Concussions in Professional Sports

First off, I would like to recommend this article by the New Yorker. Great stuff.

 The National Football League. The most popular and powerful sports league in the world. We wait in agony every week until our favorite team plays again, anxiously upping our fantasy roster, watching all the pregame action, and then you have the game. The beauty of the chess match on the field, violent elegance. We all love it, Patriots fans or Jets fans. It's why we watch.

 Whoever your team is, they can do no wrong. The quarterback goes back for the pass, the four wide receivers go down the field, QB passes over the middle, receiver goes for the pass, and then boom. You hear the sound of an enormous hit, crunching the receiver to the ground. Incomplete. You swear at your TV, cursing that he did not make the catch. Then you hear Dan Dierdorf announce to the world the receiver is down.

 Your other receiver's leans over the injured player, waving to the bench. The medical staff comes out, TV station to a commercial break. They come back and the player is on a stretcher, leaving the game.

Postgame comes along, and we hear how he suffered a minor concussion, avoiding serious injury. But has he? We consider a serious injury a palalylis, or a major concussion that will leave him out for the season. That is serious, but a minor concussion to the frontal lobe is equally as bad.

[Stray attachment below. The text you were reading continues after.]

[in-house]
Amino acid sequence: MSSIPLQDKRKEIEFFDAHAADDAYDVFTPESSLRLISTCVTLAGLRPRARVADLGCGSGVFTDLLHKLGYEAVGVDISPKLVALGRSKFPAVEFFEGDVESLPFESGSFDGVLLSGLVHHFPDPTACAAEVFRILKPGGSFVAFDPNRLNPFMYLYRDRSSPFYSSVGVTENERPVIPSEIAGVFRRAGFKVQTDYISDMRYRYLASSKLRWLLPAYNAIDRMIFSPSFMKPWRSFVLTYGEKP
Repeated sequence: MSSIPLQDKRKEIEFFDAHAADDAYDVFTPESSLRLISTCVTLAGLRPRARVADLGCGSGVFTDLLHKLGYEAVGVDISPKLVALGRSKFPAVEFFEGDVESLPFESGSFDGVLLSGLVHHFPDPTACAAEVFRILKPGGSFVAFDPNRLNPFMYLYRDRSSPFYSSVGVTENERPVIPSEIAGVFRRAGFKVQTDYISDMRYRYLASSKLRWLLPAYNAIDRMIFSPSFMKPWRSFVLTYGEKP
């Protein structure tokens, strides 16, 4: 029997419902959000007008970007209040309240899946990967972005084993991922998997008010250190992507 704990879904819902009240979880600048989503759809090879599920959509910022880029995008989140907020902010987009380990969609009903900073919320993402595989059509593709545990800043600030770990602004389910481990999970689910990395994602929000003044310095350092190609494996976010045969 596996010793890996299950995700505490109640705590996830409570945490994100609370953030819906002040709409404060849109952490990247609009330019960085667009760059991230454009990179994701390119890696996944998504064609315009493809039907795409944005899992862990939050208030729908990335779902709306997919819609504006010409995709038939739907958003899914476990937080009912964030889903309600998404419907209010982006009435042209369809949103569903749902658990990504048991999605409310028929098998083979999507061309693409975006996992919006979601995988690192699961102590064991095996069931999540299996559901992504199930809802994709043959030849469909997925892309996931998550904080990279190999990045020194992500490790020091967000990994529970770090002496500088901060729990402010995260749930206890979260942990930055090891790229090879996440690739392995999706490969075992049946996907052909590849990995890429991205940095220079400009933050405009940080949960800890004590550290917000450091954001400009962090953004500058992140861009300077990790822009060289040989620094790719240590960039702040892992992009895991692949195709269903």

Recently some tests were done with high school football players in Texas. They checked brain data from players previously concussed and some that never were. The disturbing results were that players unconcussed were worse. The doctors watched the nonconcussed players during practice, most of which were offensive linemen. They watched the way they pounded the front of their helmet into another. They tested again later, and found the visual memory had taken a hit. The visual memory area of your brain is in the frontal lobe.

 Most concussions we see and at the back of the head, where motor and speech areas are. Those are normally the areas hit the most, along with balance. But these frontal lobe injuries are not concussions, in fact, they have no classification, are equally as bad.

 In 1906, eighteen players died in professional football, and the game was almost banned, and the forward pass was invented, as mentioned in the New Yorker article. That saved the game. But, players were still dying. Not immediately on the field, as we have seen in the early 20th century, but slowly, from ALS and Alzheimer's. Look at ted Johnson, who has already had symptoms of early Alzheimer's.

 Dave Pear, a former Tampa Bay player, has said he wished he never played football.


This is a problem in not just football, but in professional sports. Careers and lives are being ruined, and no one will akonoledge that. The NFL hasn't, and many players and owner havn't. The impending lockout won't ruin this league, but the issue here might.

The views expressed in these FanPosts are not necessarily those of the writers or SBNation.

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